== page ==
The Nicaraguan bishops lamented Wednesday that “the Nicaraguan family continues to suffer,” and called for no more “repressive actions and persecution.”
Anti-government protests in Nicaragua began in April 2018. They resulted in more than 300 deaths, and the country’s bishops mediated on-again, off-again peace talks until they broke down in June. A new round of dialogue began in February.
In a May 1 message, the Nicaraguan bishops said that “our faith in Jesus Christ who died and rose again for our salvation does not allow us to remain on the sidelines of world events, and for us, the cultural, political, economic, familial and social situation in the country.”
“To selfishly close yourself up in your own comfort and still worse to stoke up feelings of hatred between brothers, is not the way of the Gospel,” they added.
The bishops' conference said that “the sufferings of the Nicaraguan family” are seen in “the political prisoners, the lack of respect for constitutional rights, those exiled, the refugees, those living in asylum, poverty, unemployment, lack of public safety, conflicts over land and their corresponding consequences, families from the western part of the country moving into the Caribbean coastal area, invading the fertile lands that the indigenous people have historically possessed.”
This problem, they noted, makes evident “that without the presence of God … we have no future.”
The bishops called on Nicaraguans to build a country “where we can be capable of achieving a vision of change that leads to a qualitative transformation.”
“We are called to build an integral concept of peace and, in that sense, to build up a society where peace will be lasting, just and consistent with the interests of all,” they said.
“The peace that comes down from the Crucified and Risen One who remains despite the ravages of time and is not the object of short-tern arrangements,” they added.
It is also necessary to work for “a Nicaragua where the centrality of the human person and his dignity as a child of God is upheld.”
“The exercise of freedom and the dignity of the human person are prior to the state. A state that is modern and functional, ethical and moral, has the obligation to protect, respect, promote and defend these rights, which are also prior any social accord,” they pointed out.
“It is then an imperative that in a society there not be any repressive actions or persecution, making possible a climate of unhindered freedom and trust.”
The bishops' conference then said that “democracy and its institutional dimension” must be respected and strengthened in Nicaragua, since “the life of a human being has meaning in the framework of democratic values, principles and institutions.”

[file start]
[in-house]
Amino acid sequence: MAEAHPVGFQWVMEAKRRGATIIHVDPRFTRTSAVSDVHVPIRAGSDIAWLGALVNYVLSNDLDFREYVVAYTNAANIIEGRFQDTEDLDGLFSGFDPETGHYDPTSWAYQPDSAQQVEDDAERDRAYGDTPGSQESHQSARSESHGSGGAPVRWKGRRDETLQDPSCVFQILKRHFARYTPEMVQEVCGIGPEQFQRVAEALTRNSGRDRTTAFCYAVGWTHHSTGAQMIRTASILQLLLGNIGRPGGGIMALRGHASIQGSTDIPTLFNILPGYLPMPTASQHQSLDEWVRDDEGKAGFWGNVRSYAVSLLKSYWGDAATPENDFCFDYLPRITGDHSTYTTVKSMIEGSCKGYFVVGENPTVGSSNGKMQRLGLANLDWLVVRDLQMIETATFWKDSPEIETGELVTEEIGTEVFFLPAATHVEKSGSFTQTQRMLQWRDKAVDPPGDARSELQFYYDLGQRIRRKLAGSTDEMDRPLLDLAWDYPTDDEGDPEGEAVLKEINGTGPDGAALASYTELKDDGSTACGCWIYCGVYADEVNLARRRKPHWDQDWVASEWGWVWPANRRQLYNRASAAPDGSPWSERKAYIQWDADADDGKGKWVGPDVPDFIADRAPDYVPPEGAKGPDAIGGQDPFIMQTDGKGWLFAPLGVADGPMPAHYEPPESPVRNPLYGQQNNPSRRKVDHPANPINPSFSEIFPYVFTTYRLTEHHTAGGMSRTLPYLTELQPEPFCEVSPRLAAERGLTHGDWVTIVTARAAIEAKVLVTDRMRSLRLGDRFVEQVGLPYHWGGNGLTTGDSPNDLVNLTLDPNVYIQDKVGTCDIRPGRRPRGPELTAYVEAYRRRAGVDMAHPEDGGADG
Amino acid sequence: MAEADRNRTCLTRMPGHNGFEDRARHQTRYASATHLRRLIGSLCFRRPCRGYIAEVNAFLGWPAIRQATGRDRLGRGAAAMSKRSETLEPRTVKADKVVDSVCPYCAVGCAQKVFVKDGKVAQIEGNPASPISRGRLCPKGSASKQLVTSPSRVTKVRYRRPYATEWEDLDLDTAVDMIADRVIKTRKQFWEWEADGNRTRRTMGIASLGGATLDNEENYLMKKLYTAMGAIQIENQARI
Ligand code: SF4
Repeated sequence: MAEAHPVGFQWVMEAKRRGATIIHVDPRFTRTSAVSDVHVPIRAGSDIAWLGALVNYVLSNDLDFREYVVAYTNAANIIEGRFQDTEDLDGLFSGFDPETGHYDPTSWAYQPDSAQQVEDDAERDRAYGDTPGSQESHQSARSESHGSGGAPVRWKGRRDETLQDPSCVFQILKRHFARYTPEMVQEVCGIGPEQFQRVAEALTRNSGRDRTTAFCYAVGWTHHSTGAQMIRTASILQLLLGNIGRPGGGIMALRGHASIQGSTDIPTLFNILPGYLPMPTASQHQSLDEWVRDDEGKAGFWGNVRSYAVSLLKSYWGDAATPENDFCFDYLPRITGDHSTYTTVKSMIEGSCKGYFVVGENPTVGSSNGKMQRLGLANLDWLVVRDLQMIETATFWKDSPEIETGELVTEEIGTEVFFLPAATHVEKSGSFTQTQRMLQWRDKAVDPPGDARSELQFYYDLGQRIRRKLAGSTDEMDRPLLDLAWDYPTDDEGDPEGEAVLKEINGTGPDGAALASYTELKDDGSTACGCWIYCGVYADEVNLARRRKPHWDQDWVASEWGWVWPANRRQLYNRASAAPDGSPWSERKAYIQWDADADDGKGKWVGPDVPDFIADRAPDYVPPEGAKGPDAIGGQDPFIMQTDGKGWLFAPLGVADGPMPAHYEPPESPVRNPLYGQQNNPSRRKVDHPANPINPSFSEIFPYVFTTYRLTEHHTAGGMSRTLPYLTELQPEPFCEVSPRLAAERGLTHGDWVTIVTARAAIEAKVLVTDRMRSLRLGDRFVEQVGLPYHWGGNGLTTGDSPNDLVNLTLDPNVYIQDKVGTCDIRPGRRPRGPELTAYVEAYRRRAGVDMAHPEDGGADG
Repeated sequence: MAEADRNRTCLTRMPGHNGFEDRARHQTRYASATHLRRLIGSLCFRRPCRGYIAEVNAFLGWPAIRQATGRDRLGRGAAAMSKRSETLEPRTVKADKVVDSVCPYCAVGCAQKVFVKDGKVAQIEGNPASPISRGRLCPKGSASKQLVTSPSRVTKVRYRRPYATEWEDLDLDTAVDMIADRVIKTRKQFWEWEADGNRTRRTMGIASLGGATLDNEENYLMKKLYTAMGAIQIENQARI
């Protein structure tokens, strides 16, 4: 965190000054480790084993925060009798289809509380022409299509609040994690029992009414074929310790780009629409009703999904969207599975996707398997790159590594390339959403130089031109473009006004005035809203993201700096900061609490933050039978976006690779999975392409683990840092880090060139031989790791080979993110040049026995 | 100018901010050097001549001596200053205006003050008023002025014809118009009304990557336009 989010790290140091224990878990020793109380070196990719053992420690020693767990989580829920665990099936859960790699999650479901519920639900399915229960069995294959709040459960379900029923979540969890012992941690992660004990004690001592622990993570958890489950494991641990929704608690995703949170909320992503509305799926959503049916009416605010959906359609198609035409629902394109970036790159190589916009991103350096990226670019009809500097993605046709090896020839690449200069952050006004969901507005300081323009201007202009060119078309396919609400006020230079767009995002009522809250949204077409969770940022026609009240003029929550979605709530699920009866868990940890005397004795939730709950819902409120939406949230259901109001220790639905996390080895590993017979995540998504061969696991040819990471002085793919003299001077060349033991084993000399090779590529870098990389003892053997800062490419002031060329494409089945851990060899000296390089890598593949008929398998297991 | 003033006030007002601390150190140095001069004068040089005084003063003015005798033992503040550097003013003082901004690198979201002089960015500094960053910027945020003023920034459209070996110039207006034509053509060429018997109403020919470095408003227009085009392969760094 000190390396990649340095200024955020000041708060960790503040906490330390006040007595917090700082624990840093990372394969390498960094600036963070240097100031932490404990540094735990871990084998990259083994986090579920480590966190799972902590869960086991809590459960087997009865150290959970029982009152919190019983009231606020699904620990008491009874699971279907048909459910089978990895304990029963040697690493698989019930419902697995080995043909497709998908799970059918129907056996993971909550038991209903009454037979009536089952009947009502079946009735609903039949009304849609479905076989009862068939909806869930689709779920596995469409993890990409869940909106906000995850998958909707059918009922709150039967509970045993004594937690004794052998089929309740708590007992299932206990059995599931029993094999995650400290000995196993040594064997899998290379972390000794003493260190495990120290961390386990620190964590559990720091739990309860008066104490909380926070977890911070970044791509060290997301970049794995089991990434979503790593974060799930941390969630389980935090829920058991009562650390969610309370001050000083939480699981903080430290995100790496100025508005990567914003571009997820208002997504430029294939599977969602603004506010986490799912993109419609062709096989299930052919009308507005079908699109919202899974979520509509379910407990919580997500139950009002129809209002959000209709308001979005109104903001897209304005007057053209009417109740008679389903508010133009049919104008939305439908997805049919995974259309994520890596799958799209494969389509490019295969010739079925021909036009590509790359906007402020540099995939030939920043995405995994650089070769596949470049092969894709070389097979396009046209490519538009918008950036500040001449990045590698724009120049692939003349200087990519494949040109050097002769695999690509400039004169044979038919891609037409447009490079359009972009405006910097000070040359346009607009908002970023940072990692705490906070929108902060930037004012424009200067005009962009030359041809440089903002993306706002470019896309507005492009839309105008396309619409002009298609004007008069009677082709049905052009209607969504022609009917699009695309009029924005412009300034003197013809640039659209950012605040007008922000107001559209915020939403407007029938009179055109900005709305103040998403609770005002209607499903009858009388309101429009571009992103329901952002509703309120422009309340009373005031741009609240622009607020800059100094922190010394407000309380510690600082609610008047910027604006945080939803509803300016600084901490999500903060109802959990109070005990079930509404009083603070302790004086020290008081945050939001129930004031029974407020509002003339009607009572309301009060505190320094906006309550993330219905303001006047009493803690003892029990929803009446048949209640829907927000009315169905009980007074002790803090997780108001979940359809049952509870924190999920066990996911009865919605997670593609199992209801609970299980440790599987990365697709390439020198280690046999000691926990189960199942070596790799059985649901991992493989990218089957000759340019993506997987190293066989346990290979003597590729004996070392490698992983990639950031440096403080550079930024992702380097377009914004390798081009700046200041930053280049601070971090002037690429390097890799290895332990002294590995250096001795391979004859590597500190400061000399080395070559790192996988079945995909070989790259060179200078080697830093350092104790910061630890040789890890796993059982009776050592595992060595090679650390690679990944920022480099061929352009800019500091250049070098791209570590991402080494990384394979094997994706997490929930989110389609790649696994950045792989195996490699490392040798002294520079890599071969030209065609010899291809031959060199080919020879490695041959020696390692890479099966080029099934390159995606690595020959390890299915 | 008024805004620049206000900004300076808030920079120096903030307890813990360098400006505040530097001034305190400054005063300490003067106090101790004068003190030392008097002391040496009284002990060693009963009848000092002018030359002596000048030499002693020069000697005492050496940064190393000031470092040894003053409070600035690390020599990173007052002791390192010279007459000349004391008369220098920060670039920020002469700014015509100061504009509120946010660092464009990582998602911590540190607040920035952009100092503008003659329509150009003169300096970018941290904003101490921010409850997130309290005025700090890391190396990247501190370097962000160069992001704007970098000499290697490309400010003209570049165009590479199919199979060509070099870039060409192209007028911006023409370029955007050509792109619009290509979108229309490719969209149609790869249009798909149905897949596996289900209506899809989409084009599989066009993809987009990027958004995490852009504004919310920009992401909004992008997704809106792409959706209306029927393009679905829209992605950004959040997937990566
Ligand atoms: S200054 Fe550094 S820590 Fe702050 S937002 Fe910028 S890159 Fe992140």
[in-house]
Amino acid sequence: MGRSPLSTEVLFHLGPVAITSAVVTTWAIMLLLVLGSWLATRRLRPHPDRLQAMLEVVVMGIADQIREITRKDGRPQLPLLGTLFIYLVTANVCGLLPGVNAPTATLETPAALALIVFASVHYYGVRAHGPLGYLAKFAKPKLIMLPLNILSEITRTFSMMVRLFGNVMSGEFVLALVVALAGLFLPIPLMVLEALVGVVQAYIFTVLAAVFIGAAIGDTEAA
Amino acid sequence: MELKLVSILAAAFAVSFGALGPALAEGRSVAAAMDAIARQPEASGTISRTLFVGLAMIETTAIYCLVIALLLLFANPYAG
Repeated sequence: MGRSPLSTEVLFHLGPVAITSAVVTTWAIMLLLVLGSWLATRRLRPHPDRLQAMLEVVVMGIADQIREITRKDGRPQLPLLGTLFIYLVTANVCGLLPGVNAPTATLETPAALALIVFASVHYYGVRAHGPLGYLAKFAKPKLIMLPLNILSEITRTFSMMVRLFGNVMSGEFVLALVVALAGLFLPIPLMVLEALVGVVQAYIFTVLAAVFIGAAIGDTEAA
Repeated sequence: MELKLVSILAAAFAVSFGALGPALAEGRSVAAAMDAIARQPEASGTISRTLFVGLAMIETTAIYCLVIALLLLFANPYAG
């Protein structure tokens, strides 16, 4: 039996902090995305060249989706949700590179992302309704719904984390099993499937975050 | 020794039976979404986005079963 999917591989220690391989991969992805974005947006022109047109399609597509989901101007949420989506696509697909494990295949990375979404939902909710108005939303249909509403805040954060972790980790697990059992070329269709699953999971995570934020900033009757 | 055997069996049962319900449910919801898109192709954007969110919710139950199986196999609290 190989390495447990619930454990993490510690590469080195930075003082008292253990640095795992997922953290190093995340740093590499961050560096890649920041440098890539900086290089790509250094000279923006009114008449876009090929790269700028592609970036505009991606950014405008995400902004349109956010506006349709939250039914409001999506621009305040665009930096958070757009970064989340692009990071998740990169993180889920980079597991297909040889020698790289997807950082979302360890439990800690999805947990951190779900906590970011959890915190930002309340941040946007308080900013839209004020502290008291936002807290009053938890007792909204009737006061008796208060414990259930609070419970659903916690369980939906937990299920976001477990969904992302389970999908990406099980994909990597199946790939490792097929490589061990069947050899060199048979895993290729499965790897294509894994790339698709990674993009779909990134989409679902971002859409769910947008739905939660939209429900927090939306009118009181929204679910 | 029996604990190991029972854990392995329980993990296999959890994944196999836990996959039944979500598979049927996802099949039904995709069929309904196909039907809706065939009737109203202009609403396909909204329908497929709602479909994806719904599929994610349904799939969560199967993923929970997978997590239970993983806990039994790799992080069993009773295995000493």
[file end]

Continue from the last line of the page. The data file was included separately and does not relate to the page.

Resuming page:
“We must not forget that respect for a democracy must be inspired by the idea of strengthening the institutions and principles that the rule of law is founded on: the supremacy of the law, the separation of powers and respect for human rights.”
The bishops also said that “a Nicaragua where the freedom of expression is exercised without restrictions” must be built.
“Every principle of the freedom of expression has its origin in the maximum expression of God who freely expressed his love for humanity through the Incarnate Word,” they stated.
Peace must be “the fruit of justice,” they added. “In this time of crisis we Nicaraguans are called to establish accords in the matter of justice that will be lasting and that are respected.”
“In such a way that we support every initiative to dialogue made with good will and particularly the effort that the Holy See has been making through the several messages that Pope Francis has sent us, and the presence of the nuncio as a witness and international observer.”
The bishops stressed that “this is not a matter of looking for ways to evade the current situation but to face it stemming from communion with Christ. In the same way that the Resurrection is rooted in the night of the Cross so does the energy and joy of the Christian spring from communion with the sufferings of his Lord.”
“May the Queen of Heaven, who rejoiced at the resurrection of her Son, by participating in his sorrowful Passion, intercede for us and make us to to share in her joy,” they concluded.
Nicaragua’s crisis began last year after president Daniel Ortega announced social security and pension reforms. The changes were soon abandoned in the face of widespread, vocal opposition, but protests only intensified after more than 40 protestors were killed by security forces.
The pension reforms which triggered the unrest were modest, but protests quickly turned to Ortega’s authoritarian bent.
Ortega has been president of Nicaragua since 2007, and oversaw the abolition of presidential term limits in 2014.
The Church had suggested that elections, which are not scheduled until 2021, be held this year, but Ortega has ruled this out.
Ortega was a leader in the Sandinista National Liberation Front, which had ousted the Somoza dictatorship in 1979 and fought US-backed right-wing counterrevolutionaries during the 1980s. Ortega was also leader of Nicaragua from 1979 to 1990.